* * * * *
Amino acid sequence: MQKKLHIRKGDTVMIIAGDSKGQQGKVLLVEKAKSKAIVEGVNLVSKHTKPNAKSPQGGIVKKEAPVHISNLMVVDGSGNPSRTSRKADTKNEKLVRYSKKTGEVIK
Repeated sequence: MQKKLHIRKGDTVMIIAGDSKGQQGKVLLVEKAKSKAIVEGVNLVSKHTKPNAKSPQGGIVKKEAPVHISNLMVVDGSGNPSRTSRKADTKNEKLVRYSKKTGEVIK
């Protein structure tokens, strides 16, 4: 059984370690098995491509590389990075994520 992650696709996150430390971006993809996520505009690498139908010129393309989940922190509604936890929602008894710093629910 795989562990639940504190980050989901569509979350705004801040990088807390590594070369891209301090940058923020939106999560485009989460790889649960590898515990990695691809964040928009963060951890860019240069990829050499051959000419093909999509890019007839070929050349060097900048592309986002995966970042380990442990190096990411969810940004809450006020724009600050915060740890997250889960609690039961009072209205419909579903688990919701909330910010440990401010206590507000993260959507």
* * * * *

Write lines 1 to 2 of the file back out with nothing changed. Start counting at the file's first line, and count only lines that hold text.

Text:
Amino acid sequence: MQKKLHIRKGDTVMIIAGDSKGQQGKVLLVEKAKSKAIVEGVNLVSKHTKPNAKSPQGGIVKKEAPVHISNLMVVDGSGNPSRTSRKADTKNEKLVRYSKKTGEVIK
Repeated sequence: MQKKLHIRKGDTVMIIAGDSKGQQGKVLLVEKAKSKAIVEGVNLVSKHTKPNAKSPQGGIVKKEAPVHISNLMVVDGSGNPSRTSRKADTKNEKLVRYSKKTGEVIK